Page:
The construct of social support has been investigated for over three decades; with inverse relationships consistently being identified among social support and stress, depression and anxiety, and a direct relationship identified between social support and psychosocial well-being. That said, the experience of social support – be that perceived or received – is not always positive; and an emergent literature has identified that the experience and thus the provisions of supportive relationships vary with increasing age. The purpose of the current study was to extend previous studies that have investigated the relationship among support, psychosocial well-being and age by examining how old and very old age individuals (i.e. 60+ years) experience supportive relationships and how these experiences in turn help to predict depression, anxiety as well as psychosocial well-being. Data for the study were collected from 750 participants using a range of psychometrically-sound measures. As found previously, the current findings demonstrate that both the positive and negative effects of support are significant and thus salient in understanding older individuals’ experience of supportive relationships. Likewise, consideration of both constructs concurrently is able to explain more of the variance, and thus yield better and more nuanced predictions in respect to depression, anxiety and psychosocial well-being. Given increasing numbers of individuals living longer, with many into their late eighties or nineties, it is therefore important to better understand just what older people think and experience in regards to the supportive relationships available to them.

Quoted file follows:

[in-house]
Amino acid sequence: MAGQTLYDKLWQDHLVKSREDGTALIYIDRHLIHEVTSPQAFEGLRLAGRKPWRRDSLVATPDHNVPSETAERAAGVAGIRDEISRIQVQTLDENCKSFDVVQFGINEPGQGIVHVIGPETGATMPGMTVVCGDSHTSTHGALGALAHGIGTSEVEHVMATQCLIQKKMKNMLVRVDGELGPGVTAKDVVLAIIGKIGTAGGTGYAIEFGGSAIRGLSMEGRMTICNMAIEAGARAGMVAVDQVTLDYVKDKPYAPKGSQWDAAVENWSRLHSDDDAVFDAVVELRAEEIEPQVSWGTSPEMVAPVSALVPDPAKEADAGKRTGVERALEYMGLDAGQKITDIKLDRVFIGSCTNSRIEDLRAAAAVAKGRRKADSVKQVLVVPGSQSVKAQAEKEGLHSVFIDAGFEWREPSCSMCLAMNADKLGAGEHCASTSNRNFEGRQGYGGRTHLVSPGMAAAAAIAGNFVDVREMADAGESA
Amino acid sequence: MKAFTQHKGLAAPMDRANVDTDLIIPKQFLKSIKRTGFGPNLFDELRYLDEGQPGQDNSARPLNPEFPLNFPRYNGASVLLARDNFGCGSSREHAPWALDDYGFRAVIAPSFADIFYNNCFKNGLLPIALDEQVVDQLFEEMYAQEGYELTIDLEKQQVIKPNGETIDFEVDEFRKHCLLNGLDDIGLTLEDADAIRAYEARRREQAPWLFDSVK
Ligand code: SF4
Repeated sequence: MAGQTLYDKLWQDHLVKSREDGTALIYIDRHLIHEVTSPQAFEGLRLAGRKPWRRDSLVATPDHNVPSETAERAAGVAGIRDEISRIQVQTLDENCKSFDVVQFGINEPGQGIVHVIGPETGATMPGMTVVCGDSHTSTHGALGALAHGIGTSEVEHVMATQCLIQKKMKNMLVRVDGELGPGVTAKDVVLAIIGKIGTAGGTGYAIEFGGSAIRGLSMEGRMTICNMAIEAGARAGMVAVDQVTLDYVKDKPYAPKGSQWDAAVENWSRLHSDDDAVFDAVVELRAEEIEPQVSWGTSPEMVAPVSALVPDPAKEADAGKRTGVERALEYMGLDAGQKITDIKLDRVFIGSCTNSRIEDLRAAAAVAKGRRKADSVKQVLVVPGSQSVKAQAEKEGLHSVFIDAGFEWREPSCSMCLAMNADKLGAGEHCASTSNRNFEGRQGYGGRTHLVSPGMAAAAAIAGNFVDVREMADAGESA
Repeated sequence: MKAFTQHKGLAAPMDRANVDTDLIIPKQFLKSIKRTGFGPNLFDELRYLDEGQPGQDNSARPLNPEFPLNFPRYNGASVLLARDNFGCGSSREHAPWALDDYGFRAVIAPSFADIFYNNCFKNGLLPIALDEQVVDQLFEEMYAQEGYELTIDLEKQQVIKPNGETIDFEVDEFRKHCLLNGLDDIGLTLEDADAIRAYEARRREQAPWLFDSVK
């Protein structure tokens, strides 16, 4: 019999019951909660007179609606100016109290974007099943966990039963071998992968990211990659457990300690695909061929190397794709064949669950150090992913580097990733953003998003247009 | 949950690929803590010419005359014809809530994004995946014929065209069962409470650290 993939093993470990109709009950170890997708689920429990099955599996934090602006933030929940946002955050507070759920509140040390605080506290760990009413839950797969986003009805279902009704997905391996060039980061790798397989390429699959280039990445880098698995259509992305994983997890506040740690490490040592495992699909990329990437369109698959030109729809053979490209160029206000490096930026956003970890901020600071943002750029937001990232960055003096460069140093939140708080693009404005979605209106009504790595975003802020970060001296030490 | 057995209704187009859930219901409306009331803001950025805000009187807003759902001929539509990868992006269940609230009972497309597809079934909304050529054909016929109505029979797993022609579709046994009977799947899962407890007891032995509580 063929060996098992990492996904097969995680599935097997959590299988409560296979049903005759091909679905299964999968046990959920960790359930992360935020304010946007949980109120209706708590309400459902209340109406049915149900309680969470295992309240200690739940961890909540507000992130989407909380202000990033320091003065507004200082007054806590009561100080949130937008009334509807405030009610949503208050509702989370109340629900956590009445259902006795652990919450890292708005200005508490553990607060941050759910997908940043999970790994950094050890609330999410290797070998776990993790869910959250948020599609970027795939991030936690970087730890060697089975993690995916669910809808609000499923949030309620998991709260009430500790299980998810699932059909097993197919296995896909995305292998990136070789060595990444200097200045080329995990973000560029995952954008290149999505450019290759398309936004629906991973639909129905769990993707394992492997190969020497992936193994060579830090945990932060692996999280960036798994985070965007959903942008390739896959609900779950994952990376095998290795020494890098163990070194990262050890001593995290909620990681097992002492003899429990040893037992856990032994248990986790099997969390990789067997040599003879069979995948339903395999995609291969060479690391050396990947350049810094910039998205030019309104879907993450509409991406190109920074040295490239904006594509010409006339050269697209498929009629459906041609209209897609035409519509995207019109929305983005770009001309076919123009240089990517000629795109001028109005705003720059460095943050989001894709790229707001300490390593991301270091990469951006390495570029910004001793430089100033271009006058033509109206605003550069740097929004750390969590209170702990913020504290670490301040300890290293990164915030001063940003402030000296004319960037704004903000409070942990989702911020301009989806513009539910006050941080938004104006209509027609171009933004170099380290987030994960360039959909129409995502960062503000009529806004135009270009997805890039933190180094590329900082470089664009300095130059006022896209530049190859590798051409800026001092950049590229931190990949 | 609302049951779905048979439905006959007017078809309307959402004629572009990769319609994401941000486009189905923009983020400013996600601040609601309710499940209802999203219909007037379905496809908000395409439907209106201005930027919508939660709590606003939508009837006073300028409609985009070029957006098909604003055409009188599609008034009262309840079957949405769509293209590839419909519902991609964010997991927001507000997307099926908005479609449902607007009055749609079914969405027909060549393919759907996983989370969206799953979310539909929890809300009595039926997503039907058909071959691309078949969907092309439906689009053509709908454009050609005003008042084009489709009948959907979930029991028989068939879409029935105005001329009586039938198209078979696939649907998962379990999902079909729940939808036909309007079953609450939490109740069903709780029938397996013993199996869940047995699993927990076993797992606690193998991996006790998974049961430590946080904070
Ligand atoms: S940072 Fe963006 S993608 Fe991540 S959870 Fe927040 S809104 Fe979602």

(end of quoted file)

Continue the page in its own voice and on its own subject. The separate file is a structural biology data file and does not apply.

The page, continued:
|Title of host publication||Stress and anxiety|
|Subtitle of host publication||Theories and Realities|
|Editors||Kathleen A. Moore, Petra Buchwald|
|Place of Publication||Berlin, Germany|
|Number of pages||18|
|Publication status||Published - 2018|